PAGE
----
Throughout the late 70s and into early 1980, Joe and Rosario Gambino of the infamous Cherry Hill Gambinos had endured numerous rumors related to their alleged involvement in various nefarious activities.
In January 1981, just two months before Joe was set to go to trial, anonymous DEA sources started a blockbuster rumor about the Gambino brothers.
On October 24, 1980, after leaving a Philadelphia port, a U.S. cargo ship by the name of S.S. Poet vanished in the high seas. It was headed to Egypt with a 13,000-ton shipment of corn. This happened towards the end of the U.S.-Iran hostage crisis where 52 American diplomats and citizens had been held hostage in Iran since November 1979.
When the S.S. Poet couldn’t be found after a massive search at sea, DEA officials “leaked” information exclusively to the New Jersey Courier Post that the 522-foot cargo ship had been hijacked by the Gambino brothers (along with two well-known Middle Eastern drug smugglers) in an attempt to smuggle Middle Eastern heroin out of Iran back to the U.S.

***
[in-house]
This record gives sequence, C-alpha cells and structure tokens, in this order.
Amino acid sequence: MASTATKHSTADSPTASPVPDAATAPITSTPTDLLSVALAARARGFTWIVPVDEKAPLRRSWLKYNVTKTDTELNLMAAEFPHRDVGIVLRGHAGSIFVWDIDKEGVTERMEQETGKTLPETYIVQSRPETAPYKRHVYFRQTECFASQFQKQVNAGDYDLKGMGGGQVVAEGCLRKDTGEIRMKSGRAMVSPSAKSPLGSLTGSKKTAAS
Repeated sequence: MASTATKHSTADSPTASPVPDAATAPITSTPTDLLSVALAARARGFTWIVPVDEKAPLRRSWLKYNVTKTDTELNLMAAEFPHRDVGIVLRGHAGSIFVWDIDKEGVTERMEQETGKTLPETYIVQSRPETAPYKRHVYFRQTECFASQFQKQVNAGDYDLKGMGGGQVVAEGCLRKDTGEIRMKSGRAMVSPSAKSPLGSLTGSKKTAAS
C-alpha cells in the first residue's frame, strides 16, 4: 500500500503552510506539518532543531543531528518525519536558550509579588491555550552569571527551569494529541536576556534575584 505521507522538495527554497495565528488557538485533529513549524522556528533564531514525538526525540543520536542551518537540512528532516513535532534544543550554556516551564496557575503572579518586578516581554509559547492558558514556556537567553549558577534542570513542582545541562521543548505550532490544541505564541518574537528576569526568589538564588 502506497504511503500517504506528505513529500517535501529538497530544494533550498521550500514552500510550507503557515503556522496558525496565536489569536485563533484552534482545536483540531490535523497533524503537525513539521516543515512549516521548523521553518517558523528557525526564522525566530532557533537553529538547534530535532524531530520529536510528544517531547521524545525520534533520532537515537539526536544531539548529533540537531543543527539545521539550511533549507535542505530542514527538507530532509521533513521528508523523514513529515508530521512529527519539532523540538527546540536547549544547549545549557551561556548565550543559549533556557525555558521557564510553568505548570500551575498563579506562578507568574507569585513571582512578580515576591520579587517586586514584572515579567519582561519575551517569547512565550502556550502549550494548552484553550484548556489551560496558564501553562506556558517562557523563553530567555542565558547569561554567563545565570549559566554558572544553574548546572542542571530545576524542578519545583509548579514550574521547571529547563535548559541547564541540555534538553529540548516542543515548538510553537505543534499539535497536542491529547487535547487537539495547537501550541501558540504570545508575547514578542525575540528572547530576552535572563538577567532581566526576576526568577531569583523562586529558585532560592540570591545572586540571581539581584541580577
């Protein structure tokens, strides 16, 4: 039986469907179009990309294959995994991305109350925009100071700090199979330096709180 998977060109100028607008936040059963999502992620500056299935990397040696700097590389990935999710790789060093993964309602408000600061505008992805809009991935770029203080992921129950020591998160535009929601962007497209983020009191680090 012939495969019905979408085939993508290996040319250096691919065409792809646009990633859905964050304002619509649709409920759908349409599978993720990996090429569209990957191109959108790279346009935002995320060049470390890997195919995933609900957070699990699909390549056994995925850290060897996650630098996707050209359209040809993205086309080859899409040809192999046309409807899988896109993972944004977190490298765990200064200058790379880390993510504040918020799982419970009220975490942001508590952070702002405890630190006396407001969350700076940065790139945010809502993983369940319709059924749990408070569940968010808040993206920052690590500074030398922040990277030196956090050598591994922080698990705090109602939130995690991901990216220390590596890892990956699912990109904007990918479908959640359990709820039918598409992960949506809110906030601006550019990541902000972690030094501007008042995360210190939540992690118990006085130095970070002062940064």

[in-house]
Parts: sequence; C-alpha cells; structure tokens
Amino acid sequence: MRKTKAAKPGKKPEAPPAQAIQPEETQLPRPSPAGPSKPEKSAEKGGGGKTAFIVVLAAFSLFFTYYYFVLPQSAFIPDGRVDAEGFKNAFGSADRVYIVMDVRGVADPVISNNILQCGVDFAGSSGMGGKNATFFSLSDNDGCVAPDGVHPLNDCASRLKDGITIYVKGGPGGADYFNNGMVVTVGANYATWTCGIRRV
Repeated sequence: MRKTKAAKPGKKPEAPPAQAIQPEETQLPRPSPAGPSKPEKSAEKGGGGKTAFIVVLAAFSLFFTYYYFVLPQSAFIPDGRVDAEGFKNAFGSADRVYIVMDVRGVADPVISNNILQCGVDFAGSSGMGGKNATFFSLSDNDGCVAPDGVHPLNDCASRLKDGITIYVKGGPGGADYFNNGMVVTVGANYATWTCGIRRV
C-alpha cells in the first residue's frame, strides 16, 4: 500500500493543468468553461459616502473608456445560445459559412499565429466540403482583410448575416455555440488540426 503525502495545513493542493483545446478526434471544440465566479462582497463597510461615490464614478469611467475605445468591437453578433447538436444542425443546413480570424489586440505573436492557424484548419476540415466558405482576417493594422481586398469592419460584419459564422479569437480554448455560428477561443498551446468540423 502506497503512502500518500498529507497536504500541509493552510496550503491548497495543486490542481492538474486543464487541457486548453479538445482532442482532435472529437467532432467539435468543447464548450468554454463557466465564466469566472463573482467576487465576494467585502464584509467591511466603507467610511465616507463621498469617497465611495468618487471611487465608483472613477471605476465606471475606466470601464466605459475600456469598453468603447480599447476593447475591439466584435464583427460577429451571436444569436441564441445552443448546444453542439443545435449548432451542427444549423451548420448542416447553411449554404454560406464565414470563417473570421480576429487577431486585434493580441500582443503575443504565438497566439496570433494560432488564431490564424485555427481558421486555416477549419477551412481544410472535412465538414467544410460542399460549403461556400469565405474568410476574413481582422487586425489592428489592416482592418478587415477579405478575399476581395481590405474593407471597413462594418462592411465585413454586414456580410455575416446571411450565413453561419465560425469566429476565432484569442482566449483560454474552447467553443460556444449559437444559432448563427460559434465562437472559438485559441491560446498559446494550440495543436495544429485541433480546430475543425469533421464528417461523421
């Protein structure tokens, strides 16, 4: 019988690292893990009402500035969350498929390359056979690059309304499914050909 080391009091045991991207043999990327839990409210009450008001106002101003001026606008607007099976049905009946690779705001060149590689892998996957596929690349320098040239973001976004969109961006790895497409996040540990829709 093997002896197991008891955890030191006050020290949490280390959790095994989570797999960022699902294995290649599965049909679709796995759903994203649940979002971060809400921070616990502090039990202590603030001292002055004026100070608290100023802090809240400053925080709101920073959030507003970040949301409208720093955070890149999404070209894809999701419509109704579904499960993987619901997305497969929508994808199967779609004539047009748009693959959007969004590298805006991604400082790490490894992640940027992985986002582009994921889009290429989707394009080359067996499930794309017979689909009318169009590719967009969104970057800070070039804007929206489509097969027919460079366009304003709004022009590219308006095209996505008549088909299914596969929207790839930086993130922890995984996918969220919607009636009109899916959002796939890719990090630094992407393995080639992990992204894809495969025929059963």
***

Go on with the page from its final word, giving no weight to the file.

The information released included classified cables between Scotland Yard and various U.S. federal agencies alleging that Joe and Rosario were the “suspected masterminds” of the hijacking plot which was conceived as a way to replace the Gambino brothers’ heroin that had been seized in Milan, Italy earlier in 1980.
When questioned by the newspaper about the validity of the high seas piracy, an NTSB spokesman said, “Incredible? Yes. Impossible? No. It’s as good a conclusion as any of us has.” However, the day after the information was leaked, DEA officials went into overdrive claiming that the investigation had been closed in December 1980 after their “London source” had been found “unreliable.”
A few days later, the DEA spokesman changed his story, telling news media that the investigation wasn’t actually closed until January 19, 1981, the day after the story was leaked to the Courier Post.
The spokesman declined to provide any further details, and the incident and accusations were never brought up again.
By the way, the S.S. Poet was believed to have been lost at sea during a massive storm in its path that generated winds between 35 and 50 knots and waves 12 to 22 feet high. 34 men lost their lives on October 25, 1980.